Our obsession with youth

“You know the culture is broken when adults consider ‘adult’ a compliment”, writes Chris Altieri

Chris Altieri

It took work-a-day Romans a while to realise their Empire had fallen, because the barbarian invaders adopted Roman customs and could use Roman technology. They couldn’t fix it, though. I recall taking lunch once at a McDonald’s in Rome (where I live), and finding the drinks fountain out of order. Some days later, on a jaunt with my five-year-old son, I let him pick our lunch spot, and found myself in the same restaurant. The fountain was still out. The barbarians are not at the gate. We are the barbarians.

You know the culture is broken when adults consider ‘adult’ a compliment. As the American comedian, Seth Meyers, once quipped at the White House correspondents’ dinner: “Adult is only a compliment to a child: ‘I’m so proud of you, you acted like an adult tonight. I’m glad I brought you to my boss’s house for dinner. You even cut your own meat like a big boy.’” What an achievement: in our age, which worships youth, and goes to absurd lengths to perpetuate adolescence, we may finally offer the compliment sincerely.

 Why are 30 year-olds invited to World Youth Day as participants? When I was 30, I had a wife, a kid, a full-time job, and was finishing advanced post-graduate study. The point is not that I was any great shakes – I wasn’t. The point is that, if 30-year-old me were to get caught in a time warp and meet 18-year-old me, we’d simply have nothing to talk about. If anything, 30-year-old me would probably want to give 18 year-old me a swift kick in the rear (and I don’t mean on principle).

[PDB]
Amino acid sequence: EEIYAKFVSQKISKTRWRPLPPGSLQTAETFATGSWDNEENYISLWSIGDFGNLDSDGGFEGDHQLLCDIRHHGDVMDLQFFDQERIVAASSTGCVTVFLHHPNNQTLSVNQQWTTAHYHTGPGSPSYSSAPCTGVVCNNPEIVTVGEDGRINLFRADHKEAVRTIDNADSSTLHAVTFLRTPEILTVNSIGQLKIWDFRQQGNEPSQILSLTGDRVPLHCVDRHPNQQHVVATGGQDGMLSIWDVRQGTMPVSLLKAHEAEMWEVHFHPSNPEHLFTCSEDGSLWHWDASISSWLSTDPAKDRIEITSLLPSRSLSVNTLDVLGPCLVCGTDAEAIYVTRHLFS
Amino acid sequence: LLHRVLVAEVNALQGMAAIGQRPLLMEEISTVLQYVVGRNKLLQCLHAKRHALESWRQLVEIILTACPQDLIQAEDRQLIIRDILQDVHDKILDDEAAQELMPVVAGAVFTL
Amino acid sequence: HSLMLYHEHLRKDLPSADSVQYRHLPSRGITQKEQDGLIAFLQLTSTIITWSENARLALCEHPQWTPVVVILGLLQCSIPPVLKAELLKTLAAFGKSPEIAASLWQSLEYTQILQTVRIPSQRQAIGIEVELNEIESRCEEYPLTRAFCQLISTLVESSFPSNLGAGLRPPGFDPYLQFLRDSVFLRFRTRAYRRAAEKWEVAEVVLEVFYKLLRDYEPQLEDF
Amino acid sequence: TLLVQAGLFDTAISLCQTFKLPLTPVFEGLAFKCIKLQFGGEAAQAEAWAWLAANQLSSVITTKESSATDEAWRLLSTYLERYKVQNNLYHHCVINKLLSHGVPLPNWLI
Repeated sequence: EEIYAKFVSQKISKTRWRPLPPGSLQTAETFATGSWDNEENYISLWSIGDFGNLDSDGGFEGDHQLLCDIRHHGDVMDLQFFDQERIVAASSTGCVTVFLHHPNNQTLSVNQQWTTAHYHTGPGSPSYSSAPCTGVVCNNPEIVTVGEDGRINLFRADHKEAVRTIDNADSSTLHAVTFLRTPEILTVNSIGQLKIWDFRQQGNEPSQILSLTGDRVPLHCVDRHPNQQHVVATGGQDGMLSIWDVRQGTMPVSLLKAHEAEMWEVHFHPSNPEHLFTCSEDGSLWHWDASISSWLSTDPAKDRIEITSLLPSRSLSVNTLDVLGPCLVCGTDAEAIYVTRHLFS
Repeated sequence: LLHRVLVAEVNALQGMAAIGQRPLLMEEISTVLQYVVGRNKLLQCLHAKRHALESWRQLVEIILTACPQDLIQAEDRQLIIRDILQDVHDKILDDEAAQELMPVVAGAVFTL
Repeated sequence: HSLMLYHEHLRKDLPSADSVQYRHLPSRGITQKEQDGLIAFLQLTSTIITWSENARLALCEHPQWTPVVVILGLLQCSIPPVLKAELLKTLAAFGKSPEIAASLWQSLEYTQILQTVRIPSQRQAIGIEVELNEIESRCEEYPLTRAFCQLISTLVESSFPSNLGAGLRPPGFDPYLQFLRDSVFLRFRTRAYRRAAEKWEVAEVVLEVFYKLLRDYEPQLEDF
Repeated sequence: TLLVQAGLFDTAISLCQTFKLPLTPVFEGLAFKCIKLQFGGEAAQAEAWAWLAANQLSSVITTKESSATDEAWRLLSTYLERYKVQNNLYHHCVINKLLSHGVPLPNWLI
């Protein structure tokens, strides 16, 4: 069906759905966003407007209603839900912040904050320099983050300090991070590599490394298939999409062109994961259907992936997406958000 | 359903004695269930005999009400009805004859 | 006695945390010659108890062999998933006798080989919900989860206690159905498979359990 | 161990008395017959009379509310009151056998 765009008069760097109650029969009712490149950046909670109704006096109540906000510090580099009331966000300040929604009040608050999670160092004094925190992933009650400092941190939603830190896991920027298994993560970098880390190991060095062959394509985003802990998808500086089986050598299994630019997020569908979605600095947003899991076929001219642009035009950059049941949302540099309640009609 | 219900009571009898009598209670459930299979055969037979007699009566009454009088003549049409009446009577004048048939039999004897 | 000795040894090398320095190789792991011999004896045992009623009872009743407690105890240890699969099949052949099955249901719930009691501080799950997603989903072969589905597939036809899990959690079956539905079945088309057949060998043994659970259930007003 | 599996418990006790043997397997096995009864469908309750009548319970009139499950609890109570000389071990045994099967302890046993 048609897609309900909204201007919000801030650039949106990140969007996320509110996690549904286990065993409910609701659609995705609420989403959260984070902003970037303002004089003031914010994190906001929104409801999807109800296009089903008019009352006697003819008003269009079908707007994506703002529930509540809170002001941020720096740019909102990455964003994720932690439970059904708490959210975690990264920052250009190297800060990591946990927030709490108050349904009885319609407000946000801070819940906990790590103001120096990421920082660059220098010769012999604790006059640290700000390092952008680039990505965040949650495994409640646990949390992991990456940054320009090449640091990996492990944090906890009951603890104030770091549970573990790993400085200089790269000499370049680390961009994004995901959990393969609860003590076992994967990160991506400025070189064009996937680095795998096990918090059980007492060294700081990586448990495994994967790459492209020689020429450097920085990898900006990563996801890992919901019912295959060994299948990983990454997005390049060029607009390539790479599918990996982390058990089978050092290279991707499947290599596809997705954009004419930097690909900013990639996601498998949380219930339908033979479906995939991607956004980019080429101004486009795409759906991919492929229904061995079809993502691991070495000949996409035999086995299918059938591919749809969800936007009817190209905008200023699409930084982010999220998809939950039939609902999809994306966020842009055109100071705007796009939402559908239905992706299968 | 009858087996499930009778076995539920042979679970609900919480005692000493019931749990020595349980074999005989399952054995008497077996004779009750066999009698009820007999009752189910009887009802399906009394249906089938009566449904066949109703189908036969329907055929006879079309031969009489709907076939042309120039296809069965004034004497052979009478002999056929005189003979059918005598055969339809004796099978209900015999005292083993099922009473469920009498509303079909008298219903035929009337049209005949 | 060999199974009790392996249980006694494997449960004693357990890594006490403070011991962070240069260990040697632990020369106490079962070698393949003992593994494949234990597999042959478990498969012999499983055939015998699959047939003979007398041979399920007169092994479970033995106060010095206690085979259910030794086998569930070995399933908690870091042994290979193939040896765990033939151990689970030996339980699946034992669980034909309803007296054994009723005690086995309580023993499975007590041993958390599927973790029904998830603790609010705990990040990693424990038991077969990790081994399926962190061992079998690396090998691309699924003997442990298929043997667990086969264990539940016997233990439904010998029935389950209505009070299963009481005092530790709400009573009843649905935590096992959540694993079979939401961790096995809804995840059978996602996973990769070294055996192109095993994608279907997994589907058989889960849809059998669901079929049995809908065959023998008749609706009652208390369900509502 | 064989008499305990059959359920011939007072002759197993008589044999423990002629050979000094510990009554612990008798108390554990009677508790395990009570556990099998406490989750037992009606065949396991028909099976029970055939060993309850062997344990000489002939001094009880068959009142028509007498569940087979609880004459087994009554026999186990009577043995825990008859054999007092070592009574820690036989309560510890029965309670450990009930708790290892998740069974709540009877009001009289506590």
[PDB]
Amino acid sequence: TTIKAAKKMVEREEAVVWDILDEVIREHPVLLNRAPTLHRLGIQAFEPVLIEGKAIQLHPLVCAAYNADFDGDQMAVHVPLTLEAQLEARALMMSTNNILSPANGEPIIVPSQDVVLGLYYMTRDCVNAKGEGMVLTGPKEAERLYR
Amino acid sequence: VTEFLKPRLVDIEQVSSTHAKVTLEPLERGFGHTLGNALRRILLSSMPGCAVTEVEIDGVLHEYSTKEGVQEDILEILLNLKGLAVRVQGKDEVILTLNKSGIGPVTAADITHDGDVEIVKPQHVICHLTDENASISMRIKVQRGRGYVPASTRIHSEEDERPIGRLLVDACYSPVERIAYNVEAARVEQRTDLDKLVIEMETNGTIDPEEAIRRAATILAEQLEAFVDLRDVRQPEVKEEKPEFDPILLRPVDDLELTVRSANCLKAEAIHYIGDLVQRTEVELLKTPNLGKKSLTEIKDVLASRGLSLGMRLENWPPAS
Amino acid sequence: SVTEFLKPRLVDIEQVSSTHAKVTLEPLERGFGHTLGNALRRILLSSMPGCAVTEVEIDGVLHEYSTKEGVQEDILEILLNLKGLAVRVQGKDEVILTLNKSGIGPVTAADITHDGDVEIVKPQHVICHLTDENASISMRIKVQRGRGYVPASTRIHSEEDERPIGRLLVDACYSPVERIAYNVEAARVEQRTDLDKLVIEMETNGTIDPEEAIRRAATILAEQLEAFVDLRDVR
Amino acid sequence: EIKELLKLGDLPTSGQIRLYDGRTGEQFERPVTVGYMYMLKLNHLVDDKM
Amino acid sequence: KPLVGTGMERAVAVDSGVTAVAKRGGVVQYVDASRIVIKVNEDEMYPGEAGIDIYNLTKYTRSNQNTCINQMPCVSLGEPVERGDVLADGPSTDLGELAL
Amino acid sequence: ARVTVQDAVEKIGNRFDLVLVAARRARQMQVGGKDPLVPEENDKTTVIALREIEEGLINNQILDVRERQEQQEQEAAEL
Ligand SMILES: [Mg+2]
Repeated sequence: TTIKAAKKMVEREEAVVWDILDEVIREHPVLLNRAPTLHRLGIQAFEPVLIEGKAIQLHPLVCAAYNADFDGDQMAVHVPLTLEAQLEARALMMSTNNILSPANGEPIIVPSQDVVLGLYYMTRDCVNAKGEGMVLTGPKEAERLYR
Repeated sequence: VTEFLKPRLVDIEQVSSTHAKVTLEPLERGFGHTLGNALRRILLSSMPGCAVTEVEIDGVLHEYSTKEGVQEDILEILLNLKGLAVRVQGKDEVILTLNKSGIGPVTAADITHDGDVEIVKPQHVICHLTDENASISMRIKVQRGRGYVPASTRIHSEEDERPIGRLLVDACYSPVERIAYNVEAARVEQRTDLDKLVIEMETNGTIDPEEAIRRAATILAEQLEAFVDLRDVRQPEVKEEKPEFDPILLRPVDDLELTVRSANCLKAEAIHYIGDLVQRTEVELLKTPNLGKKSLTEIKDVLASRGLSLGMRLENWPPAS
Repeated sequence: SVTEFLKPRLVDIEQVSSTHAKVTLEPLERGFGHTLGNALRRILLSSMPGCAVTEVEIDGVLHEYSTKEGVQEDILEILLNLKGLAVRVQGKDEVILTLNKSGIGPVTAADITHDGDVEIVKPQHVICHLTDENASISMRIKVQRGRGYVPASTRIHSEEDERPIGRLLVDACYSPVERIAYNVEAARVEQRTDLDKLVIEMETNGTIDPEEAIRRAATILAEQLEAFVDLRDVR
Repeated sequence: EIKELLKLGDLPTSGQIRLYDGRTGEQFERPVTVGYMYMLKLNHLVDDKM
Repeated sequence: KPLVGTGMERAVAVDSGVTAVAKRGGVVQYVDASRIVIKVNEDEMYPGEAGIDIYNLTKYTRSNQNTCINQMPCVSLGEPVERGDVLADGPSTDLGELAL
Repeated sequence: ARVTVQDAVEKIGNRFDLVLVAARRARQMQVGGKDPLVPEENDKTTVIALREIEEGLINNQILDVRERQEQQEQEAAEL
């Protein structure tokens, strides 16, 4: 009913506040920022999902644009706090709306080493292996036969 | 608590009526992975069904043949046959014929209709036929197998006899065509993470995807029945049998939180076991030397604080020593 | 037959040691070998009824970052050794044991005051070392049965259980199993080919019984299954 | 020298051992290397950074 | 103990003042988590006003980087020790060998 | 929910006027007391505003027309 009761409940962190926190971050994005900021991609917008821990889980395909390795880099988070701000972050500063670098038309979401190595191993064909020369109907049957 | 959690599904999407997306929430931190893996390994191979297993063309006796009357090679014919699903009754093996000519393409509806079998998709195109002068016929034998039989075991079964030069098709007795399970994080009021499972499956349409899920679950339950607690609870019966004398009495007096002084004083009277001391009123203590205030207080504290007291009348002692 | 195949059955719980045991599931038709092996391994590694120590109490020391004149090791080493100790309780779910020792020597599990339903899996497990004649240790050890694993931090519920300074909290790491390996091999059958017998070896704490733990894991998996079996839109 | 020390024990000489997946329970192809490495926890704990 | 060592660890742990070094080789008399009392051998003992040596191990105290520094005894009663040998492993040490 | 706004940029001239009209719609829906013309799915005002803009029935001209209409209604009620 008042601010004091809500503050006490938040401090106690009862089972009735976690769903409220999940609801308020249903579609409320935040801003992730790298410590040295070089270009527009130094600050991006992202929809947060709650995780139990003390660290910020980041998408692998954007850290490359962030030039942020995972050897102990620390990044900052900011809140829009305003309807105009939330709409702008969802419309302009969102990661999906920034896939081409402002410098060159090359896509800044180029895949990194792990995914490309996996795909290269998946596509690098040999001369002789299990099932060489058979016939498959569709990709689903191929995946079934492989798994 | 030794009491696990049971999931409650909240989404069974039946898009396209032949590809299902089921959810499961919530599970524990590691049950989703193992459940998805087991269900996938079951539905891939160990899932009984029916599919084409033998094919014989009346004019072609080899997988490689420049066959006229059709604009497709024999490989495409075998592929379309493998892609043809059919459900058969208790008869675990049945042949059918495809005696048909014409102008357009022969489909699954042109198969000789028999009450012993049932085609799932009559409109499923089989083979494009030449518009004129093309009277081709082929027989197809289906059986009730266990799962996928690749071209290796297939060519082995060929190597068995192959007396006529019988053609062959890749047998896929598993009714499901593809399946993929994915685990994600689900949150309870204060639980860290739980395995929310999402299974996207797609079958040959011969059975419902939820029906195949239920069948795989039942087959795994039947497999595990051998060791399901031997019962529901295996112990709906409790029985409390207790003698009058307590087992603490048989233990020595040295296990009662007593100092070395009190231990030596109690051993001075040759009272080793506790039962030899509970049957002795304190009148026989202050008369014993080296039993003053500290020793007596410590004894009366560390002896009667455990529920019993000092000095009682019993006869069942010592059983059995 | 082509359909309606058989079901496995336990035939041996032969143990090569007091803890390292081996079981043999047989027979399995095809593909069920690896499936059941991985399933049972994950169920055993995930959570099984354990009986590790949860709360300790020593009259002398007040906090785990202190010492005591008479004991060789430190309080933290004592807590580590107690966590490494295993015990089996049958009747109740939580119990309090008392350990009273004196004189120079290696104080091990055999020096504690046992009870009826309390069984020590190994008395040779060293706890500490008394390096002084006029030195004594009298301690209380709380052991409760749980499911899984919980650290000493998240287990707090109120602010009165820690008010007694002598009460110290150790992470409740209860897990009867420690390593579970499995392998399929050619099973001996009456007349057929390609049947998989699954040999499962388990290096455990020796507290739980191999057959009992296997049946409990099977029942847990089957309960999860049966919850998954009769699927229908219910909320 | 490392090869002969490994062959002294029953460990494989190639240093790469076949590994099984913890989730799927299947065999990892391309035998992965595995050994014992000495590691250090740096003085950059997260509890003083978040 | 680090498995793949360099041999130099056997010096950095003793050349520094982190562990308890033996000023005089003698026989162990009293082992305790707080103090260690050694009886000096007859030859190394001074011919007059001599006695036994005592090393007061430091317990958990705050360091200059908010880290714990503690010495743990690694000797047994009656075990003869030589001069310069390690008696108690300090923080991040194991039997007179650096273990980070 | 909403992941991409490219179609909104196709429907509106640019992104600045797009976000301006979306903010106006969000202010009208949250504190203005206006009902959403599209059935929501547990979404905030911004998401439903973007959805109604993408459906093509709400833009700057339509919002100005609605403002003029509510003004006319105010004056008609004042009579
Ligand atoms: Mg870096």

As I see it, a major problem in the Church is our embrace of the vaguely neo-Pagan cult of youth that filled the vacuum left by our wholesale dismantling of the culture that Catholics – differently in different places, and never perfectly – had built for themselves to inhabit.

Please do not think me an antediluvian, or an anti-Conciliar reactionary. I promise: nothing could be further from the truth.

My point is that, one of the principal features of the ‘new normal’ is our avid desire for prolonged, even perpetual, adolescence. So, our rebuilding project is stagnated, and this stagnation owes itself in large part to our refusal. even our inability – to tell young people to grow up.


Perpetual adolescence

At WYD 1993 in Denver, Pope St John Paul II exhorted participants with the following words: “You know how easy it is to avoid the fundamental questions. But your presence here shows that you will not hide from reality and from responsibility!” 

Whatever the intention – and I am sure it is good and laudable – the effect of extending the category of ‘youth’ to include people who, not three full generations ago, might have been well on their way to grand-parenthood, cannot but enable the present generation’s tragic obsession (again, essentially the obsession of their culture, to which we have offered no alternative) with perpetual adolescence.


We all want to help young people find their way in a broken world. We all want to empower young people to be courageous signs of contradiction and witnesses to the Gospel. So, at the end of this old curmudgeon’s rant, let me make a modest proposal.

Let us encourage young people to get married and start families. Sure, times are tough, and life is complicated, but marriage is man’s natural state, and frankly does not take too much discernment. My own American grandparents were 18 and 19 when they wed, and they’d grown up in the Depression and the War had just ended, so “times were tough” and “life was complicated” for them, too.

They had help, though: a sympathetic society and the GI Bill to pay for school – though there was no married student housing – something Catholic institutions might think about sponsoring today as a concrete way of putting our pro-life money where our pro-life mouth is. Jus’ sayin’.